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Explore the Entrepreneurship.org Resource Center to find resources. Designed with entrepreneurs in mind, our resource center allows you to find materials to grow great ideas.
Businesses become more valuable when they have certain characteristics that add up to strategic advantages in the marketplace. Regardless of a company's ultimate objective--growth, acquisition or IPO--its owners can create, maximize and sustain value by driving it toward those characteristics. A management consultant explains the tools of his trade and reminds readers that price and value are not identical. Some factors, such as growth, are industry-specific, which is why new-economy companies and their stocks are fetching such extraordinary prices.
You don't need a lot of money to start a company, sometimes none at all.
The founder of two Internet businesses suggests tactics for protecting proceeds, minimizing taxes, and providing for a family's future upon the sale of a company.
The author asserts there are three tasks entrepreneurs need to do to attract the attention of angel investors. They are "the three shows": show up, show enthusiasm, and show humility.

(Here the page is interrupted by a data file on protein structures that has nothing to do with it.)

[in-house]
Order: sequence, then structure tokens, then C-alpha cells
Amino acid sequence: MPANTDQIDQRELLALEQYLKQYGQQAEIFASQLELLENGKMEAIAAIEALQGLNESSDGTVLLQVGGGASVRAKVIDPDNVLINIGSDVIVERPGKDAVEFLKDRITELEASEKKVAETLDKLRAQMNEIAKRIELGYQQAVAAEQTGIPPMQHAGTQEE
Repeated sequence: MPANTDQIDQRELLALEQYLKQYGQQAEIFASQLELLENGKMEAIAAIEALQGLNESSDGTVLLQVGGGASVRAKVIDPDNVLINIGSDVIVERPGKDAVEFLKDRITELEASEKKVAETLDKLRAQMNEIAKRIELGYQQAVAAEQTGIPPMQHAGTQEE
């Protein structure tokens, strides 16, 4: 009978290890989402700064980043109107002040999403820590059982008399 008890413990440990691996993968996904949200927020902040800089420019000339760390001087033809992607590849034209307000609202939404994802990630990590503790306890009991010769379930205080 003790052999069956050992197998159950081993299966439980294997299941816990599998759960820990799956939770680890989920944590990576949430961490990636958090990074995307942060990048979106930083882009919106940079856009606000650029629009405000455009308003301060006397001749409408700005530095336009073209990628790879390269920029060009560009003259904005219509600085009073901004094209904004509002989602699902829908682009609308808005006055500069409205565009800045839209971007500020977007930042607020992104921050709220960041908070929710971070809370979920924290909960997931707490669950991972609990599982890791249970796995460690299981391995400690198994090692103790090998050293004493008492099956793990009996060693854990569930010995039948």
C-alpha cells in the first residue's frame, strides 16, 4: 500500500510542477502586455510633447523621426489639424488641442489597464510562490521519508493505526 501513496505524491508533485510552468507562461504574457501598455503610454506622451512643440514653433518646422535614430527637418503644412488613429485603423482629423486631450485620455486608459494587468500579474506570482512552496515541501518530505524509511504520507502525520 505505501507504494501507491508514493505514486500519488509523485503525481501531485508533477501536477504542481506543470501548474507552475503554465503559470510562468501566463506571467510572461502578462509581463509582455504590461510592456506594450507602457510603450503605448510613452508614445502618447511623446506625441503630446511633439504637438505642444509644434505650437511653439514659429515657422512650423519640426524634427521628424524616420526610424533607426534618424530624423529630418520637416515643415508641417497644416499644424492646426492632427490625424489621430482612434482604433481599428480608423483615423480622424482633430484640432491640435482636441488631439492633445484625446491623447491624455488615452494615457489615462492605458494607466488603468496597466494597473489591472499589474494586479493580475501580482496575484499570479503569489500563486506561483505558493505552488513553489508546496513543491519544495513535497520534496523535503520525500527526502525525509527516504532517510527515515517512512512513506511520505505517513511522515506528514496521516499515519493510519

How do you know when it's time for life after entrepreneurship? Selling the most important asset in your life - the one you've poured heart and soul into - shouldn't be tied to the day Social Security kicks in. It should be a process started three to five years before the final event, as the planning for life after entrepreneurship is equally as important as your first business plan.
Richard Heckmann's gift to the University of California Riverside in Palm Desert was not just the money for a new entrepreneurship center, but also his continued time and expertise.
While it is true that large companies always can afford full market research programs, entrepreneurs running growing companies should know there is a vast array of data and information that can be obtained at little cost and time.
Entrepreneurs will find a host of business-building resources at nearby colleges and universities, among them books, brains and bodies, writes the author. Scour the libraries for printed materials, tap faculty for consulting jobs, and marshall students for research and staffing needs, he advises. In summing up, he offers valuable tips for getting acquainted and making the best use of campus resources.
How do you survive personally when your business goes bust? In an article that is both realistic and compassionate, the author lays out a financial plan for the seven lean years. Stash away cash during the fat years, downsize quickly once the handwriting is on the wall, and consider moving to a lower-cost geographic area are among his suggestions.
A mature business facing altered circumstances might need to bring in a partner rather than just an employee, writes the author, who poses a series of questions for founders to address prior to making what could be a difficult leap.
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